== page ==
For you fans of Edith Wharton, there have been two great books recently released that explore her relationship with her governess Anna Bahlmann. Both of these authors recently gave a talk at the library on their experiences, and some of Anna Bahlmann’s family was able to attend. In case you missed them, though, here is a review of their works.
By Irene Goldman-Price
This book contains a selection of letters from Edith Wharton to her governess, secretary, and lifelong companion. Goldman-Price includes thoughtful introductions to each section, in order to help the reader understand the progression of Edith’s life and her relationship with Anna. Interestingly enough, Anna’s letters were not kept by any of her famous correspondent, so we only have Edith’s communications. The letters cross forty-two years, showing a young, precocious woman as she became a person whose literature is unforgettable. Wharton’s extensive travels, her interest in poetry, German translations, and writing become apparent, as well as Bahlmann’s influence on her. This book reveals much information about Edith Wharton’s life, even some that contradicts her biography. It was an interesting and in-depth look at the woman behind the writing.
By Jennie Fields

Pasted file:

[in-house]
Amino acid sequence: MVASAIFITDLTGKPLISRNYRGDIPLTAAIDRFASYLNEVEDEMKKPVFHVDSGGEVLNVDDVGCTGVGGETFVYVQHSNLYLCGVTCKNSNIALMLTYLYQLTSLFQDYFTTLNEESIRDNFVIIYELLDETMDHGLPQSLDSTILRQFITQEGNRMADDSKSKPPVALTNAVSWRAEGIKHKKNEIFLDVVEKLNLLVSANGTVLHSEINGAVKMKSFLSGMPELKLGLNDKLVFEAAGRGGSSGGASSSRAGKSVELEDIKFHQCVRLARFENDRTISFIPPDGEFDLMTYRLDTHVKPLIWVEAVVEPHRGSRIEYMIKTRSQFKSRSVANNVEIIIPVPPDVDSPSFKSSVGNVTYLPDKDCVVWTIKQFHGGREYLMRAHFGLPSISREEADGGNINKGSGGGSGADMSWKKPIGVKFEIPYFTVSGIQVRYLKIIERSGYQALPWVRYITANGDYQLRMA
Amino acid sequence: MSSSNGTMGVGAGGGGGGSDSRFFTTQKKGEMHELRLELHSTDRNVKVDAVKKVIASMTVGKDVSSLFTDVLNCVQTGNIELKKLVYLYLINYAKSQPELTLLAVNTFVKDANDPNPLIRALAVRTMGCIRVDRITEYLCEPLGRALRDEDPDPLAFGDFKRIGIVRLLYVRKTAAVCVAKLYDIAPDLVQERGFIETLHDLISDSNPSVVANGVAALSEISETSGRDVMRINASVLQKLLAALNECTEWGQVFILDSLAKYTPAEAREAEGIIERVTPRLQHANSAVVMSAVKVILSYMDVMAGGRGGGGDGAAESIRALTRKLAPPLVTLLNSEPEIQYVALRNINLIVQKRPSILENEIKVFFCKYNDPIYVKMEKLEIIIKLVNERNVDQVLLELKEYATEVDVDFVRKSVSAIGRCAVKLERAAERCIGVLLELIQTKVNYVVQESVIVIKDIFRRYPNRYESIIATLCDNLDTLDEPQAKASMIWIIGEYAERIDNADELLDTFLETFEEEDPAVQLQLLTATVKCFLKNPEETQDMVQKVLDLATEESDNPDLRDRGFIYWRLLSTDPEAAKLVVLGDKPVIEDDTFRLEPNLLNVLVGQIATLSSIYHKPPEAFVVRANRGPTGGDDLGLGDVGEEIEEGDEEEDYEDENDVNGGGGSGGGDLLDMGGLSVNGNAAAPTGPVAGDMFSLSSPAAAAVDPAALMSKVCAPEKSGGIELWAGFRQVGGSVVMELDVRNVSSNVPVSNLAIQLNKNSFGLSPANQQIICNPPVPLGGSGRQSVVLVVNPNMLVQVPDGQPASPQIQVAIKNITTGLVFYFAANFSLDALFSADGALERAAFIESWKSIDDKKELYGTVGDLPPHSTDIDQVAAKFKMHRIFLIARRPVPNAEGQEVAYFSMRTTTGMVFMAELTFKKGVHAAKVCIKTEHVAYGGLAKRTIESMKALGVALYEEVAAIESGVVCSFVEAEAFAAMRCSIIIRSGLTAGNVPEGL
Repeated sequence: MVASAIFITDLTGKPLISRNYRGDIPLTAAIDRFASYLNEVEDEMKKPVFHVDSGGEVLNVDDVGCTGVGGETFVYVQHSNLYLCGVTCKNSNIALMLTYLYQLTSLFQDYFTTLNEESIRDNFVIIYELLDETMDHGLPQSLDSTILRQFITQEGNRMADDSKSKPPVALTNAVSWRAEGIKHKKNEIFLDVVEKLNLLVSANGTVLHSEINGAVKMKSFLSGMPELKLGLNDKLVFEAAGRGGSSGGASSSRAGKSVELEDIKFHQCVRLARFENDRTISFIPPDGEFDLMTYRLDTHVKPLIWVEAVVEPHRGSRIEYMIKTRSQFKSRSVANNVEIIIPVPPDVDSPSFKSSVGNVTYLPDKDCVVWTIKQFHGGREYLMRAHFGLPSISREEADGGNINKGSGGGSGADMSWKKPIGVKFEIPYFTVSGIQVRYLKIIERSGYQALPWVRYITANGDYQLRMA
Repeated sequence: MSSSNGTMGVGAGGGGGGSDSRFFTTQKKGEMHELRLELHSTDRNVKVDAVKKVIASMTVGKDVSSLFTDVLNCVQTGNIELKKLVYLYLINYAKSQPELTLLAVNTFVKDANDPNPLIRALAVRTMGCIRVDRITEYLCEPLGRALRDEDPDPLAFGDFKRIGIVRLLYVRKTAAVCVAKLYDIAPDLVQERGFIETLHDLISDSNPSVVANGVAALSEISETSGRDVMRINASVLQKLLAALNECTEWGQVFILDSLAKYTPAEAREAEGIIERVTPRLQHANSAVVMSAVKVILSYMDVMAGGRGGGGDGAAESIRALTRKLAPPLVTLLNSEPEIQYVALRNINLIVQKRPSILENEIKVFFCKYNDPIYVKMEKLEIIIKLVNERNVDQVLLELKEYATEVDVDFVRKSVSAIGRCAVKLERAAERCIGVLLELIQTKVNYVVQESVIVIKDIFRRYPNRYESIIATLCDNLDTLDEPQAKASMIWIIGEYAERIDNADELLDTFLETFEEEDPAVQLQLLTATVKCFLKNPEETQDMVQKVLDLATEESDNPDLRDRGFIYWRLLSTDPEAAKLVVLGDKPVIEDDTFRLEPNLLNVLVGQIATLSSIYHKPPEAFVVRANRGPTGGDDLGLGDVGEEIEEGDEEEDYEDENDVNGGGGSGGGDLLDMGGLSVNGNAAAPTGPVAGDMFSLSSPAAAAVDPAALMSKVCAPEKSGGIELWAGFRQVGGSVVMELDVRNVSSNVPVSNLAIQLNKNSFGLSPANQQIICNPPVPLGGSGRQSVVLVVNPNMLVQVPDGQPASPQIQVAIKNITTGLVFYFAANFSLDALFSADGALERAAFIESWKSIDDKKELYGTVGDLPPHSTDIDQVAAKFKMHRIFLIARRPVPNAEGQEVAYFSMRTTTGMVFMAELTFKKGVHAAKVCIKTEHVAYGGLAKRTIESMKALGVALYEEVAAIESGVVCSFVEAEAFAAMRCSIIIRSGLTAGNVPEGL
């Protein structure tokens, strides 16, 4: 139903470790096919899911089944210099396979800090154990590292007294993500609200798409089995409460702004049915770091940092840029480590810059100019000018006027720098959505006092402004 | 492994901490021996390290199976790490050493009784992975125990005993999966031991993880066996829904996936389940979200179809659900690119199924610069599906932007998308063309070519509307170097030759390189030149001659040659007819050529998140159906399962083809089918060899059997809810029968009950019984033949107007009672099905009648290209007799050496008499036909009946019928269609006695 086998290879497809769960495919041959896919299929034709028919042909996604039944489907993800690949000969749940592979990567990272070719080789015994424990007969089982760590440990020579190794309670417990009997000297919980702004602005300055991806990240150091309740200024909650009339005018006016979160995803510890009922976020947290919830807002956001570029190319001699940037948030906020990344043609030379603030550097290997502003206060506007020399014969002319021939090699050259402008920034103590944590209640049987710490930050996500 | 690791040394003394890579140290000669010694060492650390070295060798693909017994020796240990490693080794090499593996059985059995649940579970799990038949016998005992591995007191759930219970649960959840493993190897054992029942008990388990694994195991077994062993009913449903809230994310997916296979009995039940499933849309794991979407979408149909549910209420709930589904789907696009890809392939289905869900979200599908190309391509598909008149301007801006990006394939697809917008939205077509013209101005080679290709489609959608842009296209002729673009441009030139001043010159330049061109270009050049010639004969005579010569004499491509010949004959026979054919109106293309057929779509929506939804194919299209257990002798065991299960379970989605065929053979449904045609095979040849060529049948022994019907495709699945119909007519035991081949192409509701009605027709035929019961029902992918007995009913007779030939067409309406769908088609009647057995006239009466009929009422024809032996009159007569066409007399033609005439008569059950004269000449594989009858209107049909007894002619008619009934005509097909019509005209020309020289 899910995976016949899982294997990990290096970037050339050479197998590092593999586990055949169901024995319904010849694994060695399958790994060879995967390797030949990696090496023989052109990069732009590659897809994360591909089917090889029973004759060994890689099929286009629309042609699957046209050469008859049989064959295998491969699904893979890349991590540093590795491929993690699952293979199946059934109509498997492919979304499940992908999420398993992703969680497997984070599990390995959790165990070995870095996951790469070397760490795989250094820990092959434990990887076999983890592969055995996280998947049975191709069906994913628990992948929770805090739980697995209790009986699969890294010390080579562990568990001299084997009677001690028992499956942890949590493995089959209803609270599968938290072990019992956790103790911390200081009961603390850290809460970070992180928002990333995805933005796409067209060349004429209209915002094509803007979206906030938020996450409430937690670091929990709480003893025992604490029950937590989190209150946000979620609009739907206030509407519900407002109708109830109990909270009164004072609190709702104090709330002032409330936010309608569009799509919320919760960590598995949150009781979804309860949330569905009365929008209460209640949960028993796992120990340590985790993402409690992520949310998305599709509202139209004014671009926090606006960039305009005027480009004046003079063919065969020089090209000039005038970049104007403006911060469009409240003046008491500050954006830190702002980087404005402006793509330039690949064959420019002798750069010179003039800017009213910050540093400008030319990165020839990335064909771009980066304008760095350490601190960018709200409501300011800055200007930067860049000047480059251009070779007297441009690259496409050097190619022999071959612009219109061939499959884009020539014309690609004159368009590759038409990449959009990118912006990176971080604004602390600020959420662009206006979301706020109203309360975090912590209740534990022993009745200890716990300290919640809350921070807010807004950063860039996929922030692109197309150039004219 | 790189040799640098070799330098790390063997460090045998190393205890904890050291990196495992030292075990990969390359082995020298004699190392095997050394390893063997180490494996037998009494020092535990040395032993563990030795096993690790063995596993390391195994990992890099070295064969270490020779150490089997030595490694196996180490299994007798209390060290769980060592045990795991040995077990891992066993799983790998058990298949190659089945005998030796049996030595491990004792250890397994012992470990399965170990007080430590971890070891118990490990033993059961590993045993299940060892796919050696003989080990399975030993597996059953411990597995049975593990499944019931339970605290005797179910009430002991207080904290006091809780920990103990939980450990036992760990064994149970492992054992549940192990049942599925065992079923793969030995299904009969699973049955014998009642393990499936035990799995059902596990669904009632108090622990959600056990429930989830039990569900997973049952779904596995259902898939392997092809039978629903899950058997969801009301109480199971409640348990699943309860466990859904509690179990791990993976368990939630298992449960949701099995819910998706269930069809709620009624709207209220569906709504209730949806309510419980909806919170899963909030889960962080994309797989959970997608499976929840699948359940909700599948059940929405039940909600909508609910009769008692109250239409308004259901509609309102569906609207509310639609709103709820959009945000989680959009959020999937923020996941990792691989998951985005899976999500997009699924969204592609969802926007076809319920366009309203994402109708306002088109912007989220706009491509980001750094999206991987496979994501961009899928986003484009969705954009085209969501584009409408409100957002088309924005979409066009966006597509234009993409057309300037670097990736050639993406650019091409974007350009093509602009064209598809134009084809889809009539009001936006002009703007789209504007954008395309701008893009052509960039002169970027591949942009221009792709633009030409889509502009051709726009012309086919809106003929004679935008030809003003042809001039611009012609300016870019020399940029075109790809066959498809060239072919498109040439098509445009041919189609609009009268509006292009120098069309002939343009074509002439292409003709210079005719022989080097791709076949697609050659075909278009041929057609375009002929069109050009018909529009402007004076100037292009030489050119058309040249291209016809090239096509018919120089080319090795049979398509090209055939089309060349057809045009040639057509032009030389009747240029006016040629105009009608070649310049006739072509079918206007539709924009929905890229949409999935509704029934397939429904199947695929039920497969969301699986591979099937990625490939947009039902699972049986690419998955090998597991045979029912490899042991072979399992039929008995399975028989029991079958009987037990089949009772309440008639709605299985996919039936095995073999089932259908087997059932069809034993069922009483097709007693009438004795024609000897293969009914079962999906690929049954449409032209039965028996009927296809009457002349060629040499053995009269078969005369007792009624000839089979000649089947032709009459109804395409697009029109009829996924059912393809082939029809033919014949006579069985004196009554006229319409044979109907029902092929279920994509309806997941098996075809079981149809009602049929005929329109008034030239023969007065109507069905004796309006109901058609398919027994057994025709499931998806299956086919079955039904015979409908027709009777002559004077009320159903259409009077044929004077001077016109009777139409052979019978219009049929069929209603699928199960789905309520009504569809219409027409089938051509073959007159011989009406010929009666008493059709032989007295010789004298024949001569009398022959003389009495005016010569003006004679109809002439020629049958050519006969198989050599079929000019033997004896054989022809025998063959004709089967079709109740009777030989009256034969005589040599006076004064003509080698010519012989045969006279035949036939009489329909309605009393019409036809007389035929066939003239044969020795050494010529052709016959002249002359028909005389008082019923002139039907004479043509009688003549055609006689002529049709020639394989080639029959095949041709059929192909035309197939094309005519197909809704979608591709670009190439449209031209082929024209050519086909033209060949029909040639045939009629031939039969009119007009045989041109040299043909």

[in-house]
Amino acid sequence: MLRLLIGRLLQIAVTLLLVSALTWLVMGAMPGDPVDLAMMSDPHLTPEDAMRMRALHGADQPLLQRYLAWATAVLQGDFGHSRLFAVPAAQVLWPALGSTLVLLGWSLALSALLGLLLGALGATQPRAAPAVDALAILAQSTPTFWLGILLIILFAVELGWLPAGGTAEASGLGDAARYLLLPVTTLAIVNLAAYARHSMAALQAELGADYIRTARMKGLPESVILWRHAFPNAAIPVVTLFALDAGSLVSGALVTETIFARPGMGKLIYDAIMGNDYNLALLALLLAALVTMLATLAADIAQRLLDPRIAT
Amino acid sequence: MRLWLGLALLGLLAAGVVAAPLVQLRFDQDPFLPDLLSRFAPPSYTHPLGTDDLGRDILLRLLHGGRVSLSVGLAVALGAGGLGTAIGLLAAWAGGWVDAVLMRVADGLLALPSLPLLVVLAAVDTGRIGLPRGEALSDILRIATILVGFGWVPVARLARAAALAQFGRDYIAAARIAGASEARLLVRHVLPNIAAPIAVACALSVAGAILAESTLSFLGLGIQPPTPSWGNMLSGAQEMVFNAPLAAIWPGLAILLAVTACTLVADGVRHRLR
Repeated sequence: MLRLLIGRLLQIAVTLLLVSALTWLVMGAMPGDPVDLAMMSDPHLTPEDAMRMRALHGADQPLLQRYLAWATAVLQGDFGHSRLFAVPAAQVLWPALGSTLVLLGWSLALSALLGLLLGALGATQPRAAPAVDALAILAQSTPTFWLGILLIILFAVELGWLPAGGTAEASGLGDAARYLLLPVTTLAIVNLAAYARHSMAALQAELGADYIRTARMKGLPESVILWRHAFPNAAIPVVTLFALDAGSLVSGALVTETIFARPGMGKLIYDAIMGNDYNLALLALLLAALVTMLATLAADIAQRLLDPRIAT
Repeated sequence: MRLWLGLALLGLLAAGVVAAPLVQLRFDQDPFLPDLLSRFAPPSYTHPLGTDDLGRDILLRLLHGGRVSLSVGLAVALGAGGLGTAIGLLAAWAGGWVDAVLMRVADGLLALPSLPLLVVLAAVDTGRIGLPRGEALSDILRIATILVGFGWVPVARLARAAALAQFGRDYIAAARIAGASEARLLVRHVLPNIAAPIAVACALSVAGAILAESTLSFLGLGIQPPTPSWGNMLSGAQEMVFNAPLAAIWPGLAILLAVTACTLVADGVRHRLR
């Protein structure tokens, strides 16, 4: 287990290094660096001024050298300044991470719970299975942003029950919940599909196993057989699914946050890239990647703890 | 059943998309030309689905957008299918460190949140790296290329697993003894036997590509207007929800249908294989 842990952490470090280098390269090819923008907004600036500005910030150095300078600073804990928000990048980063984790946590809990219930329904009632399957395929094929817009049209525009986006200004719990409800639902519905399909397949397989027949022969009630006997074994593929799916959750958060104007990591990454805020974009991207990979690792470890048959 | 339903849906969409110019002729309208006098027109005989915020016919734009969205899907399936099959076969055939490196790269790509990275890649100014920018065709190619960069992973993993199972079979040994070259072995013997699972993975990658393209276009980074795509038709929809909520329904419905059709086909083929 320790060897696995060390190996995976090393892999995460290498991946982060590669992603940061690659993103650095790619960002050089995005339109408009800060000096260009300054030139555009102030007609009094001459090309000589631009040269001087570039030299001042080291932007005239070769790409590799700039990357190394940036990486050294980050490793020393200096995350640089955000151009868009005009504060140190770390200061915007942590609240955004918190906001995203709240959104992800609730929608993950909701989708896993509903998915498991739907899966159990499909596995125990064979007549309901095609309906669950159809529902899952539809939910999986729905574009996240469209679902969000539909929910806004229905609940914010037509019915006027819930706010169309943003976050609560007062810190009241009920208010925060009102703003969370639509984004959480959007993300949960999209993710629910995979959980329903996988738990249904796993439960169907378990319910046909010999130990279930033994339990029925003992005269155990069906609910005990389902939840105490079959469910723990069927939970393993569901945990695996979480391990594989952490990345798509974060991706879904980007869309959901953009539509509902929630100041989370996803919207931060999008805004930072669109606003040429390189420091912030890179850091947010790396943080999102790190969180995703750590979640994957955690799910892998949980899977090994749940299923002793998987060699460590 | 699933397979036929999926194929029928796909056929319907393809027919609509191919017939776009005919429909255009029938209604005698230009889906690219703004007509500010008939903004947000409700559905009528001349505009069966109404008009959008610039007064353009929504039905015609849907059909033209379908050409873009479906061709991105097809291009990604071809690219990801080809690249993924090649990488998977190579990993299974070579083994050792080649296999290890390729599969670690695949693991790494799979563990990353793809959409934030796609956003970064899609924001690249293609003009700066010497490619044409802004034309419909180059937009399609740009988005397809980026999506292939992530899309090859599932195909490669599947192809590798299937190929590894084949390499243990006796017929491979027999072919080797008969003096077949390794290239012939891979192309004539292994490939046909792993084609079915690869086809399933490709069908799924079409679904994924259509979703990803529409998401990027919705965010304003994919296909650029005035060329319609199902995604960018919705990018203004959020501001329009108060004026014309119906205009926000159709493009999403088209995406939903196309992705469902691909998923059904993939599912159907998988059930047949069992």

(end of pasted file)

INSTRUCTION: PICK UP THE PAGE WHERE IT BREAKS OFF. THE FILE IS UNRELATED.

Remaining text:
The Age of Desire is a work of historical fiction, which explores not only the relationship between Edith Wharton and Anna Bahlmann, but Anna’s friendship with Edith’s husband Teddy. The novel also delves into the torrid love affair between Edith Wharton and the journalist Morton Fullerton. The story is told from Anna’s and Edith’s perspective, and the differences in class and upbringing are brought to life. Edith seems a tragic figure – a woman who is strong, but whose life is burdened by a husband who she neither loves nor understands. Anna’s affection for both Edith and Teddy are apparent, but her attraction to Teddy and her disapproval of Edith’s behavior causes strain in their relationship. This book was also an interesting take on the life of this literary giant, and brought to life some of the places, times, and people described in Edith’s letters to Anna.
Pleasant reading -